Report: DOJ Taking a Hard Look at Ticketmaster's Parent

Live Nation will likely face federal antitrust suit over its dominance of live events market
By Arden Dier,  Newser Staff
Posted Apr 16, 2024 7:34 AM CDT
Report: Ticketmaster's Parent to Face Federal Antitrust Suit
Ticketmaster tickets and gift cards are shown at a box office in San Jose, Calif., May 11, 2009.   (AP Photo/Paul Sakuma, File)

The antitrust accusations against Ticketmaster parent company Live Nation are about to hit the fan. According to the Wall Street Journal, the Justice Department plans to file an antitrust lawsuit against the company within weeks. Live Nation has been accused of controlling the ticketing and live event venues market, a position that allows it to charge unfair ticket prices and other fees, especially since the botched sale of tickets for Taylor Swift's Eras Tour in 2022. According to the Journal, "Ticketmaster now holds more than 80% of the market for primary ticket sales in the biggest venues in the US" and "has exclusive ticketing contracts with many of the stadiums and arenas where high-profile acts perform."

The Justice Department approved the 2010 merger of Live Nation and Ticketmaster but reached an agreement that said Live Nation wouldn't bully venues into using Tickermaster exclusively. Antitrust enforcers found the company violated that condition in 2019. As part of a settlement, the 2010 agreement, which was supposed to expire after a decade, was extended through to 2025. And to it was added "an anti-retaliation clause that prevents Live Nation from threatening to withhold shows if a venue sells seats through a company other than Ticketmaster," the Journal reports. Each violation of that provisions carries a $1 million penalty. Senators and competitors have argued this isn't enough to counter Live Nation's dominance.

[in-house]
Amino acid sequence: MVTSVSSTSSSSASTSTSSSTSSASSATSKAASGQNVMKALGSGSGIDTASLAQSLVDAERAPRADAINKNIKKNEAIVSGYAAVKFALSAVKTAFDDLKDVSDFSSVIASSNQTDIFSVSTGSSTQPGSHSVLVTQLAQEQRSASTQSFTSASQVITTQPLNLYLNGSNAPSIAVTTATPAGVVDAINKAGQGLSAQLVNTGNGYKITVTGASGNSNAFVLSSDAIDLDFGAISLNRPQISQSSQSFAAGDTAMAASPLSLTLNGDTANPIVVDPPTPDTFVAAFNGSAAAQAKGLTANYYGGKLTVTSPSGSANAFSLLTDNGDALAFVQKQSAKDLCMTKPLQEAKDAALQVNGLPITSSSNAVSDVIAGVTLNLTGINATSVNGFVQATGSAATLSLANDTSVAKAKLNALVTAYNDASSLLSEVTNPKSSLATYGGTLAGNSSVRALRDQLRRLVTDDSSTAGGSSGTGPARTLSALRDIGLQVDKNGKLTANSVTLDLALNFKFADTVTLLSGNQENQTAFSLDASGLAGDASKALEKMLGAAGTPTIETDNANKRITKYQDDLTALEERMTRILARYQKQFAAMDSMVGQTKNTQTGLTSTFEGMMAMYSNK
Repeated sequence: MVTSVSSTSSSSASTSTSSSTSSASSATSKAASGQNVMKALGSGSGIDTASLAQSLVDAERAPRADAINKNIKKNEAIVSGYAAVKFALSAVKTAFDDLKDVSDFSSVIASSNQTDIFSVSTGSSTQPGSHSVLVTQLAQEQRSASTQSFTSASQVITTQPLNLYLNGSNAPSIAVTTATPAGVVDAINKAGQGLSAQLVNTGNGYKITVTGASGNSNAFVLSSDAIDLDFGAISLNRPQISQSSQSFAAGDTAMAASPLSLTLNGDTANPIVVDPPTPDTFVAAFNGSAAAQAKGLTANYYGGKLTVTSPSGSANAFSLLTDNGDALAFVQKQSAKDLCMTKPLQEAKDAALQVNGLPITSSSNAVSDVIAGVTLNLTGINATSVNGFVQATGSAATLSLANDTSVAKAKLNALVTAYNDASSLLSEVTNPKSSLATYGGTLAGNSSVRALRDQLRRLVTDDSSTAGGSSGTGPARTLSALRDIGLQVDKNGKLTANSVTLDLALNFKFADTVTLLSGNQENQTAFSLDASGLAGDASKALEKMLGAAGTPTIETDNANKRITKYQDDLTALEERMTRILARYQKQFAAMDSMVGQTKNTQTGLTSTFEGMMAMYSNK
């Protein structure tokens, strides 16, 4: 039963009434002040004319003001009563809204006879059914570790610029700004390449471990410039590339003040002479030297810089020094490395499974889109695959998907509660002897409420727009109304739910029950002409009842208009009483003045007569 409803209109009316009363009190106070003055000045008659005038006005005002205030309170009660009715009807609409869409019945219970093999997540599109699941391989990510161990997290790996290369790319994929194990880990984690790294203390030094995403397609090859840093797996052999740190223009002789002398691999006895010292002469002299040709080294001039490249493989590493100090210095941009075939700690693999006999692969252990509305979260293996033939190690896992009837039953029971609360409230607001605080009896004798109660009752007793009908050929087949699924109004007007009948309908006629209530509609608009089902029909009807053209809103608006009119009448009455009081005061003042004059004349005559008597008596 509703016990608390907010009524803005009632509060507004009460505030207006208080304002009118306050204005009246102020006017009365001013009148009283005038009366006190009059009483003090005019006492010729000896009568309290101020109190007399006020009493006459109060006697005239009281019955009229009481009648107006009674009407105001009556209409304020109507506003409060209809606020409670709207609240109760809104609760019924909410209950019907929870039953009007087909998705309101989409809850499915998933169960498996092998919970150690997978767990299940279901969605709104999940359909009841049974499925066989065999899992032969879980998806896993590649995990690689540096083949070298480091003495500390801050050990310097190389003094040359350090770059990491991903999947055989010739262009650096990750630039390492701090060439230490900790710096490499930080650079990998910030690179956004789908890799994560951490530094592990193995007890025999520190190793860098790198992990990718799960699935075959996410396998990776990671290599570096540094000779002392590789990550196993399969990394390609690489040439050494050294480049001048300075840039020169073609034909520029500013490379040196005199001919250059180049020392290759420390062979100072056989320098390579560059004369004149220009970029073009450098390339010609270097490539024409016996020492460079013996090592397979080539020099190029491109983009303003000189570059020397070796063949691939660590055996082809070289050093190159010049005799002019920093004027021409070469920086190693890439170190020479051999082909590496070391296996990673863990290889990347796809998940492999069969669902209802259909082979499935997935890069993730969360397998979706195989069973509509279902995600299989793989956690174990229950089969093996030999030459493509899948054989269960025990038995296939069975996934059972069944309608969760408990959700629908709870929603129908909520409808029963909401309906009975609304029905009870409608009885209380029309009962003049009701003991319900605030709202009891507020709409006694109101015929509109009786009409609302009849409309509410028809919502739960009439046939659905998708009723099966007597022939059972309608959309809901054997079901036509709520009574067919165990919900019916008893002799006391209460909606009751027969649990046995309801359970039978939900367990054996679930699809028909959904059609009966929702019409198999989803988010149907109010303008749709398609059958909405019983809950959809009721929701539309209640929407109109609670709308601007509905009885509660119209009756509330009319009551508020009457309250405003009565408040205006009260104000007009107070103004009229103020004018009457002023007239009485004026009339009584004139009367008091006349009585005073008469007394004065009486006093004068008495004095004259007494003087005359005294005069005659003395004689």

Following the Biden administration's efforts to aid competition through price transparency, the Justice Department's lawsuit will accuse the company of undermining competition, the Journal reports. Live Nation's head of corporate affairs Dan Wall has already denied many of the accusations expected to be included. In a statement last month, Wall said artists and teams set ticket prices, while venues set service charges. The primary ticketing company collects between 5% and 7% per ticket but only pockets about 2% after costs, he said. "Even if one were to assume—without any evidence—that there is some amount of unjustified 'monopoly profit' in a 5-7% commission, it could not affect ticket prices by more than one or two percent at worst," Wall wrote. (More Live Nation stories.)

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